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The Imperfect Price-Reversibility of World Oil Demand

This paper examines the price-reversibility of world oil demand, using price decomposition methods employed previously on other energy demand data. We conclude that the reductions in world oil demand following the oil price increases of the 1970s will not be completely reversed by the price cuts of the 1980s. The response to price cuts in the 1980s is perhaps only one-fifth that for price increases in the 1970s. This has dramatic implications for projections of oil demand, especially under low-price assumptions. We also consider the effect on demand of a price recovery (sub-maximum increase) in the 1990s-due either to OPEC or to a carbon tax-specifically whether the effects would be as large as for the price increases of the 1970s or only as large as the smaller demand reversals of the 1980s. On this the results are uncertain, but a tentative conclusion is that the response to a price recovery would lie midway between the small response to price cuts and the larger response to increases in the maximum historical price. Finally, We demonstrate two implications of wrongly assuming that demand is perfectly price-reversible. First, such an assumption will grossly overestimate the demand response to price declines of the 1980s. Secondly, and somewhat surprisingly, it causes an underestimate of the effect of income growth on future demand.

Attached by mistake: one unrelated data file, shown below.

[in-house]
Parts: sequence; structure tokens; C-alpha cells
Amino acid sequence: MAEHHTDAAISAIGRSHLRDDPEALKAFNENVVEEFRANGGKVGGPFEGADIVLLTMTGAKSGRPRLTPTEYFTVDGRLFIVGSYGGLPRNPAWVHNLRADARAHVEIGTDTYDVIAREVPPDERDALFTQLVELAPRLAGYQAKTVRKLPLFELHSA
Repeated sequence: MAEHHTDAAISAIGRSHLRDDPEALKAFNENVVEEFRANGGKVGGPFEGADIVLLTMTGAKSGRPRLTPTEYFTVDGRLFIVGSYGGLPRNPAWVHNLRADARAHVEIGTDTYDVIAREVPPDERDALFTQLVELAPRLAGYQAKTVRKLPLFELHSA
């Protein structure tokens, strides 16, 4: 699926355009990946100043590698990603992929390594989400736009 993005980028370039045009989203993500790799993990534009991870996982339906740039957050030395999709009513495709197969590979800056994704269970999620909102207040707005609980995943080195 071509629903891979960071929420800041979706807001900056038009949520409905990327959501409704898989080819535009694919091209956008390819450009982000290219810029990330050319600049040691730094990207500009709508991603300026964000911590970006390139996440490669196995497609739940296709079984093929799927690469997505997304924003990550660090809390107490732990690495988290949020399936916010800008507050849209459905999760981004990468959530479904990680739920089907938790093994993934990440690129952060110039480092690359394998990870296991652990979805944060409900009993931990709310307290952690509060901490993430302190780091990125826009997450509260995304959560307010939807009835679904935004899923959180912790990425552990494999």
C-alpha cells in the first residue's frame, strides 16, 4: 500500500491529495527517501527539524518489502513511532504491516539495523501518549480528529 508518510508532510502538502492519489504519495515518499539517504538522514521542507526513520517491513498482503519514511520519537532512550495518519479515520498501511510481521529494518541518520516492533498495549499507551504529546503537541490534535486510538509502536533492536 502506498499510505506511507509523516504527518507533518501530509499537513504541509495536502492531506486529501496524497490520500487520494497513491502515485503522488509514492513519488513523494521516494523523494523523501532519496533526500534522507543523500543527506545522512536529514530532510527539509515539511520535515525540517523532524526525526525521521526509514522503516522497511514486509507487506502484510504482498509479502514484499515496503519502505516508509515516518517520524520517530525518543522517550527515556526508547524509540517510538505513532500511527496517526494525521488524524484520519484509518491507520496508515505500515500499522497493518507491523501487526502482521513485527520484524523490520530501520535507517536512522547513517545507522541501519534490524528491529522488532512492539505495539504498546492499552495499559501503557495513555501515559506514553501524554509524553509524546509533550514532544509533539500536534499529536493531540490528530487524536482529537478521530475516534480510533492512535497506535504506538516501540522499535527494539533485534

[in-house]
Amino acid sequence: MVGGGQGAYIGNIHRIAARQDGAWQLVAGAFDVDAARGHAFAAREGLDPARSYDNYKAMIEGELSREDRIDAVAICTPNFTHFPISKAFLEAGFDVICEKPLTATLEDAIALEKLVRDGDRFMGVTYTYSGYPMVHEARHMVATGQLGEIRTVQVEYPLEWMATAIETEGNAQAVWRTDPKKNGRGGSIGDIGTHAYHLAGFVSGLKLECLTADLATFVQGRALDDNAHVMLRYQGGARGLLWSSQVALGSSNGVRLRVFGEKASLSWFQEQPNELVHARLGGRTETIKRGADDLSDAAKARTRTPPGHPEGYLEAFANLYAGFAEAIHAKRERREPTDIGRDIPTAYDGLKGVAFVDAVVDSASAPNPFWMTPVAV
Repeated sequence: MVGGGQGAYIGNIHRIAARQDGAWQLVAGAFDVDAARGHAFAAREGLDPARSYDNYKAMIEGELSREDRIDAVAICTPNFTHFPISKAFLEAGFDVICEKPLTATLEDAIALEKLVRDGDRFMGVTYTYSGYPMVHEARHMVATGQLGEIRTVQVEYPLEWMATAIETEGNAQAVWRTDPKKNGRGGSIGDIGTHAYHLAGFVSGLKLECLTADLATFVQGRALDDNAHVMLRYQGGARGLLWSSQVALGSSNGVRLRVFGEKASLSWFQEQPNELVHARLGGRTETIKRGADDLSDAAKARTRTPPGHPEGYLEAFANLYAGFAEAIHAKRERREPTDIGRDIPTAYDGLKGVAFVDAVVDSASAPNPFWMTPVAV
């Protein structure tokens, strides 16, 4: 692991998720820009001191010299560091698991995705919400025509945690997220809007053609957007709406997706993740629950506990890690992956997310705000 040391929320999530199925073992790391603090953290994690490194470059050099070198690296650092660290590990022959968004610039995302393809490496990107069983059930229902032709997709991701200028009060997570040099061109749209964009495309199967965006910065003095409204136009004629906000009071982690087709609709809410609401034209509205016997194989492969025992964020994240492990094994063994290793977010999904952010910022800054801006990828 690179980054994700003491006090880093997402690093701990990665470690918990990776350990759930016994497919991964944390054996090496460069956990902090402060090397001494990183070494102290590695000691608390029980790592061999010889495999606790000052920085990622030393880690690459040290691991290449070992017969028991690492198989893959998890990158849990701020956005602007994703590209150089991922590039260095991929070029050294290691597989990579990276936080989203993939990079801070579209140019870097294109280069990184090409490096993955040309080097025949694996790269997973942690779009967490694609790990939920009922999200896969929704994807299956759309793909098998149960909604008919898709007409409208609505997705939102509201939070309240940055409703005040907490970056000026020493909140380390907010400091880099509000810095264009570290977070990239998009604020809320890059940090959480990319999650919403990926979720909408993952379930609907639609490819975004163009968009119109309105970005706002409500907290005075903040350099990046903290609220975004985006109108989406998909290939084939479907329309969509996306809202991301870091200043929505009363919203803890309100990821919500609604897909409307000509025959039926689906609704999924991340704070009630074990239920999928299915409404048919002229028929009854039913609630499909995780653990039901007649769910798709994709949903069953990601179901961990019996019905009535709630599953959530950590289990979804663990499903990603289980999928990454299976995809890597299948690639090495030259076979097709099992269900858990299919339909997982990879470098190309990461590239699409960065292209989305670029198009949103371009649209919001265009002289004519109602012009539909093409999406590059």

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Energy Specializations: Petroleum – Markets and Prices for Crude Oil and Products; Petroleum – Policy and Regulation; Energy Modeling – Sectoral Energy Demand & Technology

JEL Codes:
L13 - Oligopoly and Other Imperfect Markets
E60 - Macroeconomic Policy, Macroeconomic Aspects of Public Finance, and General Outlook: General
Q55 - Environmental Economics: Technological Innovation

Keywords: Oil demand, Price-reversibility, Price decomposition, Oil prices

DOI: 10.5547/ISSN0195-6574-EJ-Vol14-No4-11

Published in Volume14, Number 4 of The Quarterly Journal of the IAEE's Energy Economics Education Foundation.